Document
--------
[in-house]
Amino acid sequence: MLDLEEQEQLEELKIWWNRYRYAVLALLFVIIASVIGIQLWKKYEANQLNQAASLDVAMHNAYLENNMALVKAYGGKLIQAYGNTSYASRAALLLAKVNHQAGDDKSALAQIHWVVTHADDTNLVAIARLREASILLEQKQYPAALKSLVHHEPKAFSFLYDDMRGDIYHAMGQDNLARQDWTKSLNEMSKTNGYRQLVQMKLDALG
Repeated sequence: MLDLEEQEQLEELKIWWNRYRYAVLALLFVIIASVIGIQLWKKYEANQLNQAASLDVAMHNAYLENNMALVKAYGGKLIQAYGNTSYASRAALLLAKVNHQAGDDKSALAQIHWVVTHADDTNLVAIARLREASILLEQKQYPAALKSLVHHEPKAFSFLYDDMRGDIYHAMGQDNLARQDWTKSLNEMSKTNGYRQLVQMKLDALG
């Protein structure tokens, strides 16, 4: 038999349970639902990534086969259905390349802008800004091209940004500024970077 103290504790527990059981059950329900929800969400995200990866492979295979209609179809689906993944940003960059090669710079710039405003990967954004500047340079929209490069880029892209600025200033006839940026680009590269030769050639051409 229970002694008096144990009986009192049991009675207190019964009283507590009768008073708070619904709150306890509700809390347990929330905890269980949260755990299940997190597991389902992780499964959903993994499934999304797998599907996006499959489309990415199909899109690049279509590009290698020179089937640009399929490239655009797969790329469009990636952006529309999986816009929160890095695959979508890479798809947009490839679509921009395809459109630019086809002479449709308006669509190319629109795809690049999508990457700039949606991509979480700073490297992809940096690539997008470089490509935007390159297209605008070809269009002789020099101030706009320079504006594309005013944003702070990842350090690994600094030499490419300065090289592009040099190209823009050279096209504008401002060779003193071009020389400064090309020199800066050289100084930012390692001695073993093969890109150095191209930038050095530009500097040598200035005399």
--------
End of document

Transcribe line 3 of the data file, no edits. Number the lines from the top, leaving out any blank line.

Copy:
Repeated sequence: MLDLEEQEQLEELKIWWNRYRYAVLALLFVIIASVIGIQLWKKYEANQLNQAASLDVAMHNAYLENNMALVKAYGGKLIQAYGNTSYASRAALLLAKVNHQAGDDKSALAQIHWVVTHADDTNLVAIARLREASILLEQKQYPAALKSLVHHEPKAFSFLYDDMRGDIYHAMGQDNLARQDWTKSLNEMSKTNGYRQLVQMKLDALG